What we think: The county fair needs some old ideas

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By The Staff

The Shelby County Fair A&M Board is feeling a pinch after its recent Shelby County Fair started reasonably well and then lost all momentum in a deluge of rainstorms and heat. Attendance flagged, and the economic balance of the event has become more fragile than had been expected.

But the deteriorating attendance at the 2009 fair cannot solely be placed at the feet of climatology and public apathy.

The fair simply has gotten too expensive for the average family.

We are certain that this debate comes up at board meetings and private discussions. The supply/demand economics of any event – especially when there are vendors who must make their living off of this – are fragile, and today’s economic issues don’t help this dichotomy.

But when a family of four can’t attend a night at the Shelby County Fair, enter the grounds, ride rides, play some games, dine at the booths and perhaps purchase a souvenir for less than $100, then we believe the cost structure is beyond reasonable and even equitable.

We are not talking about a national amusement chain, professional sports or even touring theater. We are talking about the cost to ride the merry-go-round, shoot a basketball or throw a dart, eat a hotdog or two, gulp a soda and indulge in a funnel cake.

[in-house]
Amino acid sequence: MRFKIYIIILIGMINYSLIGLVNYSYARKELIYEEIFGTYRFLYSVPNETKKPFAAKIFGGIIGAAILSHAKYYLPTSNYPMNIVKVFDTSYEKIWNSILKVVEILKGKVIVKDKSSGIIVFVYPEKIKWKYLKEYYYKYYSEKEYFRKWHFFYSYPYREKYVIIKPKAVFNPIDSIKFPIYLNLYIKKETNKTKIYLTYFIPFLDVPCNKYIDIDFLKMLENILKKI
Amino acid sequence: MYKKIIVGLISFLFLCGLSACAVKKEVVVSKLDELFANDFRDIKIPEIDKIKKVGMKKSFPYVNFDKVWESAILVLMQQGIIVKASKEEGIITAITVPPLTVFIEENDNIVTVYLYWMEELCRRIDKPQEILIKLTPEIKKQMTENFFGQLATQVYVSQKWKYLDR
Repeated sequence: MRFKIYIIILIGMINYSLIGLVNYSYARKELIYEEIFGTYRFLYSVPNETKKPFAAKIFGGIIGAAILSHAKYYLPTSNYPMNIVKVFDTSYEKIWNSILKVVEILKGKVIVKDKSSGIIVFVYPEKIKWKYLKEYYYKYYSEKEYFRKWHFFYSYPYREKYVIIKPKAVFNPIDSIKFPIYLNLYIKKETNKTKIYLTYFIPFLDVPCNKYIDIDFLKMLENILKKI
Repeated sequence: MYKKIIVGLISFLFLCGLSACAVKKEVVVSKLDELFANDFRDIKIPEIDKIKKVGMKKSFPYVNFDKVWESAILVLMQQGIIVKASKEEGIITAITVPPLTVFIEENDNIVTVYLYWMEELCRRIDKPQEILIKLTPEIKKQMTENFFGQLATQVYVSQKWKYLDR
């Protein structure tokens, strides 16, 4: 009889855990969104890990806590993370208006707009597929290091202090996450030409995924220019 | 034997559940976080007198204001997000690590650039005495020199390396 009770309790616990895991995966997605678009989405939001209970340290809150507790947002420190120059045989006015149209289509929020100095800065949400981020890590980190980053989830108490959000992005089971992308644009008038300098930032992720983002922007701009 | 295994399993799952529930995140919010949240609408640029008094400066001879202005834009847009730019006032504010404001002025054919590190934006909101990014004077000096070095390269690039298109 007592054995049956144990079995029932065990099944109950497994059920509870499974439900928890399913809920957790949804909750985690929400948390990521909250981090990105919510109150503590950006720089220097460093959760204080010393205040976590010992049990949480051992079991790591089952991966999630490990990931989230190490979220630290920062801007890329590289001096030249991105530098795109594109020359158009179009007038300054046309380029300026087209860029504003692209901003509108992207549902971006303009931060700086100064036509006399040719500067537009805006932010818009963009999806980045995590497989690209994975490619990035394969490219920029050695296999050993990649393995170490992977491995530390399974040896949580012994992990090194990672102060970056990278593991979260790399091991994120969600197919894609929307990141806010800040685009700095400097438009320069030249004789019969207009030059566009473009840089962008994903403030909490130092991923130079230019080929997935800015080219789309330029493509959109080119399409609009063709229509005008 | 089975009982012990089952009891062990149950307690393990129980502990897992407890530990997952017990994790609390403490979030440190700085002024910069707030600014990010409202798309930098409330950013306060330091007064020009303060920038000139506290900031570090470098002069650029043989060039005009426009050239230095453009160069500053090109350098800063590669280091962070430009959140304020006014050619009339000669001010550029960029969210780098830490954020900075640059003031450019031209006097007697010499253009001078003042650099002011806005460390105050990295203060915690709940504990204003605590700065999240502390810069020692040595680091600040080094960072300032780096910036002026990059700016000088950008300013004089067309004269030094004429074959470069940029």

If your family is growing and your children are active, that expense can rise to a daunting figure, surpassing a week’s fuel cost and approaching the grocery bill.

Therefore we make these hard but well-intentioned suggestions to bring down those costs and return the fair as a must-attend event:

§       Let’s restructure the gate fee, keep it consistent and make admission reasonable and with reward. This is an event for county residents, and a high “toll” to traverse their grounds seems inappropriate. If you want to charge more for visitors from outside the county, no problem.

§       To make that admission more valuable, let’s bring in featured entertainment, such as local or regional bands, perhaps even a small-scale national star, to provide some big-draw impact on one night or two. Maybe we even could find someone with a Shelby connection – there are several entertainers who would be great – and make that a tradition. And let’s make those concerts free for the price of admission.

§       Let’s discount the ride tickets by selling multiday bracelets for significantly less money to entice more in-and-out ride-hopping for families. As ride tickets now work, the price is too high, and the use is too limited.

§       Let’s sell our hometown “stars” of the fair – the tractor pulls, the horse shows and the pageants – by making them more than scheduled events. Use prior winners in sales efforts.

§       And to that end, let’s keep open longer the exhibits in Floral Hall so that more attendants can enjoy the diligence and creativity of our neighbors. It’s one of the best parts of the State Fair. This may help expand the list of contestants, too.

§       Let’s create board positions for qualified high school students (as does the school board) to build input and trust among teenagers.  They are a key and dwindling audience for the fair.

§       And, finally, let’s review the schedule to reduce expenses. How about an 8-day run rather than 10? Let the horses and the tractors have their days but limit the number overall.

We realize that all of these issues probably have been drug up and down the tractor-pull course, but we also believe that, despite new perspectives and broader ideas, that everything old is new again.

Significant change may be affected simply by turning back the calendar.

A century-and-a-half of tradition is worth sustaining and reinforcing, and we fear the consequences of delaying it.